Seeing Stick, The

This original fairy tale about a Chinese princess who is blind is one of my own personal favorites. Surprisingly, I started it after reading an article in the magazine “Field and Stream.” When I first read a draft to my writing group, the last line was not in place. One of the writers asked, “Is the old man blind. too? I wasn’t sure.” At which point I understood what my entire story was about! Interesting conjunction: just as the book came out, friends of ours had twins, one of whom was born with seriously impaired vision. This became the boy’s first autographed book. The art begins in black and white and bursts into full color when the little princess learns to see with her fingers. The first printing of “Seeing Stick” had rough black end papers. The second printing, produced after the editor had been fired, had white end papers which totally changed Charlip’s vision for the book. When he complained, the new editor said to him “Remy, nobody but you will even notice.” I have both copies in the files. The book won the Christopher Medal and was published in Japan as well. After a run of twenty years, the book went OP, to be reissued with different illustrations and by a different publishing company twelve years later. The great recycle of publishing life!

The story has been in innumerable textbooks, as well as reprinted in Cricket and Ms magazines. It won a Christopher Medal my first), was one of the 100 best books of the year (1977) selected by the New York Pubic Library, a 1978 International Reading Association’s (IRA) Classroom Choice Books.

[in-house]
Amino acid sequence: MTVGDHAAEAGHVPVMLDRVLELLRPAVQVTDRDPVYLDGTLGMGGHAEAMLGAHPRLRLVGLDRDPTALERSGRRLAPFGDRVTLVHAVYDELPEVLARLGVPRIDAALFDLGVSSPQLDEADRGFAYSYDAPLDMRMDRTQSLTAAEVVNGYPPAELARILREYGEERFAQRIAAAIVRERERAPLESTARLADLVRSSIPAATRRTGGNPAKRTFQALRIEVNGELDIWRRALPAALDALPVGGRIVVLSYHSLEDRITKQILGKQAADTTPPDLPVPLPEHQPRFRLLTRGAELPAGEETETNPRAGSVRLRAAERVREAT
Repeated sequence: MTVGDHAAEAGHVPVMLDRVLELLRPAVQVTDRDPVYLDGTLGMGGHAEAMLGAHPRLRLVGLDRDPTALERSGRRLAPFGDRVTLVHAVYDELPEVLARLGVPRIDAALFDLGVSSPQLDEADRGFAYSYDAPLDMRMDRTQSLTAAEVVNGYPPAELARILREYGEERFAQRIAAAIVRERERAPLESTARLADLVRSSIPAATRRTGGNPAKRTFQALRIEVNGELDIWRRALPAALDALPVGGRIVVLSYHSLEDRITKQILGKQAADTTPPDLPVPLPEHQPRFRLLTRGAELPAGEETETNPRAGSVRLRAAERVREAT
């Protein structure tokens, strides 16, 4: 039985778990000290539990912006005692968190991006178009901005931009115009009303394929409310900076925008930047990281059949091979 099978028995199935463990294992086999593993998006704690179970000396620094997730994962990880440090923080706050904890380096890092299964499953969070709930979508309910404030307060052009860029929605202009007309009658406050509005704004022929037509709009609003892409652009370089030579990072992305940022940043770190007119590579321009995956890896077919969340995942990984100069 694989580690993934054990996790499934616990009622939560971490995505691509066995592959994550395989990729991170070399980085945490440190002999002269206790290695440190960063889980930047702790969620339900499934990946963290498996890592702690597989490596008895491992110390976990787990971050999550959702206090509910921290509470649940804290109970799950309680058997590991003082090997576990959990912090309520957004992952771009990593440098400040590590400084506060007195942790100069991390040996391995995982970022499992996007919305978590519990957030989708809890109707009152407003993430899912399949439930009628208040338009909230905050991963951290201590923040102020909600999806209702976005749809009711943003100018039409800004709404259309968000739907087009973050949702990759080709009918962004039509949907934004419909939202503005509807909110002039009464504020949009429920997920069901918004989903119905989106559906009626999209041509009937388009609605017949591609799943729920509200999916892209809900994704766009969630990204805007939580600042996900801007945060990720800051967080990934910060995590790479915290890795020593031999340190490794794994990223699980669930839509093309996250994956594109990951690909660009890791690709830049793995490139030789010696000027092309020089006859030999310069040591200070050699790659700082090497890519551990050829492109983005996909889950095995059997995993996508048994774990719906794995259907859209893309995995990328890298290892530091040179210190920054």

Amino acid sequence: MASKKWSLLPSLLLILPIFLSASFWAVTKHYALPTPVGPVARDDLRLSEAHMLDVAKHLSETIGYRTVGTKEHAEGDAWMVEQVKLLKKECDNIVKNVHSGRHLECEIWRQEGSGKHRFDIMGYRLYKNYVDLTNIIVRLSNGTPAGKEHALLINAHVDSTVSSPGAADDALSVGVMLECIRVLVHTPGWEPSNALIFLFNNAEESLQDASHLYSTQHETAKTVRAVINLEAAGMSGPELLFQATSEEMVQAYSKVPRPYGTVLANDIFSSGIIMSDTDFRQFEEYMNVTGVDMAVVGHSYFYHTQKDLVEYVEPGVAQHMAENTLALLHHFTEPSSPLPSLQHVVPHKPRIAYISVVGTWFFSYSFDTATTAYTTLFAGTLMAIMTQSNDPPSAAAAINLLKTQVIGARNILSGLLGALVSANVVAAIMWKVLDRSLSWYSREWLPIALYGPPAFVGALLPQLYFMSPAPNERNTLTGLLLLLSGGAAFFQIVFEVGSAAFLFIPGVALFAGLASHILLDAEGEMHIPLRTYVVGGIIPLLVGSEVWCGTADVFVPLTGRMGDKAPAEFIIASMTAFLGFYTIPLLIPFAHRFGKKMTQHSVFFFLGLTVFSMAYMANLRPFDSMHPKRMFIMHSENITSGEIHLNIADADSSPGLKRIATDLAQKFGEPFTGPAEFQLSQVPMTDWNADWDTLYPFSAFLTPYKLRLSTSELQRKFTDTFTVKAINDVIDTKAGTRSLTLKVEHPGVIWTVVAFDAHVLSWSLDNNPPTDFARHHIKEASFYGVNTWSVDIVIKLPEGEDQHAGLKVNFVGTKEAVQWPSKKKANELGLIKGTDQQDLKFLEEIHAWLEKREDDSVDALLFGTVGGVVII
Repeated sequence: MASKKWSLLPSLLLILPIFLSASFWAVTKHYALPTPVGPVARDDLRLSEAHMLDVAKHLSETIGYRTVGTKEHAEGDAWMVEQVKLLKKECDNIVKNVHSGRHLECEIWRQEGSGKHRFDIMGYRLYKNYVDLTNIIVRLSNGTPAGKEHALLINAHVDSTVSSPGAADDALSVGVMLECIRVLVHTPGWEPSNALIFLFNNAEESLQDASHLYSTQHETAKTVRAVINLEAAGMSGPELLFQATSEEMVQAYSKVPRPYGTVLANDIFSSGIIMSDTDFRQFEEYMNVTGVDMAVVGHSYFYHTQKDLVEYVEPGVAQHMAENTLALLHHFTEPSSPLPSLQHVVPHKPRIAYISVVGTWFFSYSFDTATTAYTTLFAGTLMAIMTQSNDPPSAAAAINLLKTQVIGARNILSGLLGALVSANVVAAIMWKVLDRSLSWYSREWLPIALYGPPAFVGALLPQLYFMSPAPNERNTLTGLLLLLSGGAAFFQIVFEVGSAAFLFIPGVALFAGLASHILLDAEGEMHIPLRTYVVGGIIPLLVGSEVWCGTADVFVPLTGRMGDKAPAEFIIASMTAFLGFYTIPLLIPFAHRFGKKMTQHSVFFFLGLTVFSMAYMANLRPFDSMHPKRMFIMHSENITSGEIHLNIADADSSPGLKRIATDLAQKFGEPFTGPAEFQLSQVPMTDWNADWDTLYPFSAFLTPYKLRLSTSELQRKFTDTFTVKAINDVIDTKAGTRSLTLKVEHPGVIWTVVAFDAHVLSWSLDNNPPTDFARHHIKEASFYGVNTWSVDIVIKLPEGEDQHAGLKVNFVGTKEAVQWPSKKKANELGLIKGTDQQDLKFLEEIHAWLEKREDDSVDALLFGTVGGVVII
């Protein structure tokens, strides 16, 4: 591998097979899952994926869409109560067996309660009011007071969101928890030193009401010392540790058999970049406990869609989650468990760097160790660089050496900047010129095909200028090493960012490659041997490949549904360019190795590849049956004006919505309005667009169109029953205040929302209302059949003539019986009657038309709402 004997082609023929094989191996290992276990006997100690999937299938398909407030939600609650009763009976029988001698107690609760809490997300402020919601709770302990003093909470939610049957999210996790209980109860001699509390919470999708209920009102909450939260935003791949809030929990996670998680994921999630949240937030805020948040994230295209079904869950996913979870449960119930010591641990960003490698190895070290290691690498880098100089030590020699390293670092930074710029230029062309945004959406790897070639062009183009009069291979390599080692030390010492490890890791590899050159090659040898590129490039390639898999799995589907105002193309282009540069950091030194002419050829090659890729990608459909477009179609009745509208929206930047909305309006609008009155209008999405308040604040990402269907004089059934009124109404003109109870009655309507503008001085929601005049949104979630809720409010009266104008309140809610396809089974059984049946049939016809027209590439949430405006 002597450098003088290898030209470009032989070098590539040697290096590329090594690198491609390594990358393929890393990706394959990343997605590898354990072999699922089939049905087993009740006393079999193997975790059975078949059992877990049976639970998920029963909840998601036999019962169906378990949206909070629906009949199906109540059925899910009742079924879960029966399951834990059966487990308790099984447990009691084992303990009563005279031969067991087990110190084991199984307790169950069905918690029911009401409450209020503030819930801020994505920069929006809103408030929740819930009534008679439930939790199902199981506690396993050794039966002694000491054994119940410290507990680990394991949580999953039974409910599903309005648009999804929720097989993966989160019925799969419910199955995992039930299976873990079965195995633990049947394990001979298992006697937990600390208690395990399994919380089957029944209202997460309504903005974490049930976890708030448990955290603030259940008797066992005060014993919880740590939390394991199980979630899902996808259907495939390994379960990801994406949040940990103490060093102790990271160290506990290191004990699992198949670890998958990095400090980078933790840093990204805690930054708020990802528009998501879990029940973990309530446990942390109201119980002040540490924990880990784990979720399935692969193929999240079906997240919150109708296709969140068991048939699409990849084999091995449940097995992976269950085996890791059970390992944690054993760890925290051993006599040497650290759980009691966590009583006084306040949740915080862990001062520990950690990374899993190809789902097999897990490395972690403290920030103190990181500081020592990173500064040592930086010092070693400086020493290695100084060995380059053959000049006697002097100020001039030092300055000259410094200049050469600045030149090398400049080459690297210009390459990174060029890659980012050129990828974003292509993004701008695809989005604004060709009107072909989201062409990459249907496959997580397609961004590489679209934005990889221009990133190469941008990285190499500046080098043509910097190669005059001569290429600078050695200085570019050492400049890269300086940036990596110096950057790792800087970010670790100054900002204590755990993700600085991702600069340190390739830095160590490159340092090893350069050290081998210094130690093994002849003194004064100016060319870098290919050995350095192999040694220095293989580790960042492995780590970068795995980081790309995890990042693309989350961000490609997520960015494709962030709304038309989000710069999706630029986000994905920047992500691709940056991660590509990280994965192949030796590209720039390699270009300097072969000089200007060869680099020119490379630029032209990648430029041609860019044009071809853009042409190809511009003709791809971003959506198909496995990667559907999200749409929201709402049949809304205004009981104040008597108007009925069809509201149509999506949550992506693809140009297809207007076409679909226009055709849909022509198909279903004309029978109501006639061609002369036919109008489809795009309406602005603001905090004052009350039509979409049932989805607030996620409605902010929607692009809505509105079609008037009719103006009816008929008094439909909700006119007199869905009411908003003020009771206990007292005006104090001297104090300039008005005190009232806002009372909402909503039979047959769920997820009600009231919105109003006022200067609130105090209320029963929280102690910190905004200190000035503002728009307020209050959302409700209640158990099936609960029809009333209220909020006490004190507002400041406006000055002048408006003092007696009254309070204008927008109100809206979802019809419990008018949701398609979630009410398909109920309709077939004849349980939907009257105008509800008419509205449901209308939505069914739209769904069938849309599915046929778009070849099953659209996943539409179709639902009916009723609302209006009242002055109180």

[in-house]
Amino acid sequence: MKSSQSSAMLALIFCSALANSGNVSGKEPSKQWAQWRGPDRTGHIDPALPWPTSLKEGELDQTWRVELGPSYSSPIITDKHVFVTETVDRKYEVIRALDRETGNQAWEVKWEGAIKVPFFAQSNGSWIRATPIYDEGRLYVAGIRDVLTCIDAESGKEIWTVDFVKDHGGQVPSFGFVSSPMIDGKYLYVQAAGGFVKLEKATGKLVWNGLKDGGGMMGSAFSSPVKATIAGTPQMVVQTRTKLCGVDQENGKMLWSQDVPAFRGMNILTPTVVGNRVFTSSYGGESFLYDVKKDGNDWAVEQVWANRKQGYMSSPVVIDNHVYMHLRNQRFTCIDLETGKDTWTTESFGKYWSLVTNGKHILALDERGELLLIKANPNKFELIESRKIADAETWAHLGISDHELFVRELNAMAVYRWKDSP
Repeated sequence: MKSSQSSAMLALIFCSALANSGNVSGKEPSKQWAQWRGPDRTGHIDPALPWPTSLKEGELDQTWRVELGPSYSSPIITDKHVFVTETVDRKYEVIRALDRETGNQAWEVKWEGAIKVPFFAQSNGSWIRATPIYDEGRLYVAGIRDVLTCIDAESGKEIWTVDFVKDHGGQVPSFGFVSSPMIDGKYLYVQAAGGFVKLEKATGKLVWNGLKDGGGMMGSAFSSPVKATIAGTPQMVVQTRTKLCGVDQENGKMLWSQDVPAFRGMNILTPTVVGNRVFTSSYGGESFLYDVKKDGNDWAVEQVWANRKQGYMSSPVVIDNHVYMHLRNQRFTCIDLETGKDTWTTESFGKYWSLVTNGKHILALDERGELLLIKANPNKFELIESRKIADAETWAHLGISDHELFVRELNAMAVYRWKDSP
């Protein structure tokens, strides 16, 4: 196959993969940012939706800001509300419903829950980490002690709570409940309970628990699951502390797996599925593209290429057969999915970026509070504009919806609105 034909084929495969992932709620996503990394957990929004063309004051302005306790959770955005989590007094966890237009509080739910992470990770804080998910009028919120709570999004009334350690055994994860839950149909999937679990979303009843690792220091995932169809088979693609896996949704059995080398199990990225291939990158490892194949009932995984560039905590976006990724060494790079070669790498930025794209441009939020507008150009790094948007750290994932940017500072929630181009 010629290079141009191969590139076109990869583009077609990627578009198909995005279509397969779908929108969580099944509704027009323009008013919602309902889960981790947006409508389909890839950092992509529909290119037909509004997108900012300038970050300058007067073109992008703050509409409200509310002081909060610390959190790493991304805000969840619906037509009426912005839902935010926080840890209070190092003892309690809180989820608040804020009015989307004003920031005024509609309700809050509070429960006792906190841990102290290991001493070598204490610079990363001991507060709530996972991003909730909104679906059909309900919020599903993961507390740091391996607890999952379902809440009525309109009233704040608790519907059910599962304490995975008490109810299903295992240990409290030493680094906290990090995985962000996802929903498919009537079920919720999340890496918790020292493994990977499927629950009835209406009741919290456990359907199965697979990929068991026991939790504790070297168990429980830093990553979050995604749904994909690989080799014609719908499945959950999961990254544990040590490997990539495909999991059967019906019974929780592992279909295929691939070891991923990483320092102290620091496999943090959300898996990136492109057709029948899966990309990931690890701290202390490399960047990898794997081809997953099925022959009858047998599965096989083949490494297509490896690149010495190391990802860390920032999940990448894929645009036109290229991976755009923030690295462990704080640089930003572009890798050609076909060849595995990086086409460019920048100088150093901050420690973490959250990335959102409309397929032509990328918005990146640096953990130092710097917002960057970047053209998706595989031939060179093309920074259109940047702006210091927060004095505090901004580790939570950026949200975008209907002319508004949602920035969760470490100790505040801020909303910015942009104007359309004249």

2009 edition with new illustrations available from Running Press Kids.

Recording: There is a recording of THE SEEING STICK on a storytelling tape–THE INVISIBLE WAY: STORIES OF WISDOM by Susan Danoff.

What reviewers have said:

  • “In cadenced, dignified prose reminiscent of the traditional rhythms of ancient Chinese tales, Yolen tells a sensitive and graceful story…”—School Library Journal
  • “Yolen and Charlip have been honored for their many contributions to children’s literature. They are that their best here…”—Publisher’s Weekly
  • “This enchanting tale with it’s magical illustrations open up a whole new world of seeing.”—KidsBookShelf.com
  • “Jane Yolen has written numbers of successful fairy tales. They all have much in common: a dreamy sweetness that echoes Oscar Wilde. This gentle story is no exception.”—New York Times
  • “This is a fairytale like no other! A mysterious old man, a beautiful princess and the magic of seeing with fingertips. Read as the little princess’s world is transformed by her new perspective. Astounding illustrations and an expertly woven story mesmerize and delight. The magic of this tale lies in sharing a new view of the world with its young readers.”—Read Along with Biblio
  • “The wonderful narrative of Jane Yolen not only stands the test of time, but it stands the test of current theory and practice…This book would make a wonderful addition to any well-rounded collection of international tales. It should also find its place into any unit or discussion on disabilities, perhaps better called differences.”—Teach with Picture Books